Q: The theme of equality is not, at first glance, very obvious in “White.”

KK: It can be found in different areas: between husband and wife, at the level of ambitions and in the realm of finance. “White” is more about inequality than equality. In Poland we say “Everyone wants to be more equal than everyone else.” It’s practically a proverb. And it shows that equality is impossible: it’s contradictory to human nature. Hence, the failure of Communism. But it’s a pretty word and every effort must be made to help bring equality about…keeping in mind that we won’t achieve it — fortunately. Because genuine equality leads to set-ups like concentration camps.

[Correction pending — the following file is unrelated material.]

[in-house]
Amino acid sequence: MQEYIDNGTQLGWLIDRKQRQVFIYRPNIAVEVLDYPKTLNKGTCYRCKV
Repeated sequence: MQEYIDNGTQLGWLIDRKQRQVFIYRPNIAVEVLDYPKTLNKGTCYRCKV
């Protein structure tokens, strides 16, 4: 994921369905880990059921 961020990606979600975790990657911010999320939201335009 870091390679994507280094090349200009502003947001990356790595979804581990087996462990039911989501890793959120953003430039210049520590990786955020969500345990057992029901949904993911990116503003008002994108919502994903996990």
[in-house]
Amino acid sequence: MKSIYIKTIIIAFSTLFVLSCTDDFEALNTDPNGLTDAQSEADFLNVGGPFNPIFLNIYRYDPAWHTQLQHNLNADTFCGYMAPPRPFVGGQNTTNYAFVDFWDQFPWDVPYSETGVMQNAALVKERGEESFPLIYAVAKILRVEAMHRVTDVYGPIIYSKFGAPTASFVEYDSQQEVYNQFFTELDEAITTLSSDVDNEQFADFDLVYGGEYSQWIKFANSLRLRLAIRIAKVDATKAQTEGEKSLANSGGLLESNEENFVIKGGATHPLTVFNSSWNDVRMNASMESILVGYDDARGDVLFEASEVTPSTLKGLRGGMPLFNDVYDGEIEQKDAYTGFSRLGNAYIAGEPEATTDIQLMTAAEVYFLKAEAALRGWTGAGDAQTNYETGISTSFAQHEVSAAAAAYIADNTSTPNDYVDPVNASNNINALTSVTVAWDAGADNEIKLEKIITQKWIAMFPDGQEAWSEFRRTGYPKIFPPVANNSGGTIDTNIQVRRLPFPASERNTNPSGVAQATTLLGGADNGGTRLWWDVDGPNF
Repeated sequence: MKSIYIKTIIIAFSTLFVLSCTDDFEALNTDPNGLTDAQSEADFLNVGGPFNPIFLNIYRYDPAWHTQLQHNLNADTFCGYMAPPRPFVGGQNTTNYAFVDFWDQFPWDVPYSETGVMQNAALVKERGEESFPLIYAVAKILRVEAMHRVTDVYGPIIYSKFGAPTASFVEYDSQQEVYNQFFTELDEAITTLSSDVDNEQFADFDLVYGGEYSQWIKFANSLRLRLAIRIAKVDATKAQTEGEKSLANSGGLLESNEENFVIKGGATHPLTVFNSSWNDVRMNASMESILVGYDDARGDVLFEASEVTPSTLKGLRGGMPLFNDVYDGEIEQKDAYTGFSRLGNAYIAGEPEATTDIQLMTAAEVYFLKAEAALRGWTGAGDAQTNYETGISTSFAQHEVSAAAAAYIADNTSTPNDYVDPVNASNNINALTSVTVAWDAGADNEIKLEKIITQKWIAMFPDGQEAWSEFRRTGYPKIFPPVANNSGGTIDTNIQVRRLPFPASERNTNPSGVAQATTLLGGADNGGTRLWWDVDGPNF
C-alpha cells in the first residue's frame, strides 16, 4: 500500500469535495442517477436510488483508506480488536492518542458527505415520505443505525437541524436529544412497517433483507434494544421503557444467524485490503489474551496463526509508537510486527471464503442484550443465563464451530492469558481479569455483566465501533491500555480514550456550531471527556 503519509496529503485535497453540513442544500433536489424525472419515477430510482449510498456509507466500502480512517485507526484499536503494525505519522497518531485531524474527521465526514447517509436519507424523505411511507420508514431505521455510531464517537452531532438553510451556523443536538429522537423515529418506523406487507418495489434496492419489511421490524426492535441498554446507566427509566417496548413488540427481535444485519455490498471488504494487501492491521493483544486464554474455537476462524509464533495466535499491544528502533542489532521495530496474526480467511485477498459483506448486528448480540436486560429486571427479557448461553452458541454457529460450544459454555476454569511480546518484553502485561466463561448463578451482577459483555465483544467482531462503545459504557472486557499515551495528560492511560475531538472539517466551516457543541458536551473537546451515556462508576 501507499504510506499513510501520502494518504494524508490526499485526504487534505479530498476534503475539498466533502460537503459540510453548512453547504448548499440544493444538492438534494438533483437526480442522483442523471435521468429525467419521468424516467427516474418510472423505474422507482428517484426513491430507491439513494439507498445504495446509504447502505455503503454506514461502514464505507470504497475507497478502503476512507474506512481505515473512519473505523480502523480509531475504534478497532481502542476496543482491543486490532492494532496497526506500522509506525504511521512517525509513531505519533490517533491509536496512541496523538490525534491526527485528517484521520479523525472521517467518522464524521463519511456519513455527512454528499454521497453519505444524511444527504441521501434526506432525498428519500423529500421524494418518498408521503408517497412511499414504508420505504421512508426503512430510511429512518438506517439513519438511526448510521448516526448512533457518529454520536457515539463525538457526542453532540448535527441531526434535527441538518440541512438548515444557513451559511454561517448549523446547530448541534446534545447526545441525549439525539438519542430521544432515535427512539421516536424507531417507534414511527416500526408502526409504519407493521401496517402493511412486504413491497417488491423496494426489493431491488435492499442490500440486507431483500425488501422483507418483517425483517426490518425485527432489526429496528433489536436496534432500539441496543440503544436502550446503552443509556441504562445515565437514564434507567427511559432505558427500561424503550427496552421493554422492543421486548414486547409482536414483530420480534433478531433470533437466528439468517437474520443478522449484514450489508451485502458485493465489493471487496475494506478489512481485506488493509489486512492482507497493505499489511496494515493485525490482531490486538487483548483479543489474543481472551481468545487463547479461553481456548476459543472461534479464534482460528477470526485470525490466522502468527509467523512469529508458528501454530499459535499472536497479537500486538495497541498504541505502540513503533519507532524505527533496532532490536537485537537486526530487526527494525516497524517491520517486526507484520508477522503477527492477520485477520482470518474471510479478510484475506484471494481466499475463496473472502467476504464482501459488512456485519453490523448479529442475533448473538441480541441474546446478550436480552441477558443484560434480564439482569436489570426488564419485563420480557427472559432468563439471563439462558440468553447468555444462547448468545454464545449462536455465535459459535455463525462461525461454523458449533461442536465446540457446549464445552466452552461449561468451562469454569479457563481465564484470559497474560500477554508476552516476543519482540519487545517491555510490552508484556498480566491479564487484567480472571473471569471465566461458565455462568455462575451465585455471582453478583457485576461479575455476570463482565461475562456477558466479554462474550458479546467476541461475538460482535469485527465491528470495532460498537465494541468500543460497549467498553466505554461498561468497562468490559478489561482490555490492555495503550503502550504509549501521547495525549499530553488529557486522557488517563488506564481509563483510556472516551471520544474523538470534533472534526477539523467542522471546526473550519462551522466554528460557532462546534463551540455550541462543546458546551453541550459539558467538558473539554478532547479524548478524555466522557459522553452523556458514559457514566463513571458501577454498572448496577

Q: You’ve lived in France for a year now. Has the experience modified your notion of liberty — hence the tenor of “Blue?”

KK: No, because this film, like the other two, has nothing to do with politics. I’m talking about interior liberty. If I had wanted to talk about exterior liberty — liberty of movement — I would have chosen Poland. Since things obviously haven’t changed there. Let’s take some stupid examples. With your passport, you can go to America. I can’t. With a French salary you can buy a plane ticket to Poland, but this would be impossible vice-versa. But interior liberty is universal.

Q: “Blue” seems like a continuation of “The Double Life of Veronique,” which itself picks up on an element from “Decalogue 9” (the cardiac singer). We could go on and on… Each film seems to give you a rough outline for another film.

KK: Of course, because I’m always shooting the same film! There’s nothing original in that though. All filmmakers do the same, and authors are always writing the same book. I’m not talking about “professionals,” I mean authors. Careful, I said authors, not artists.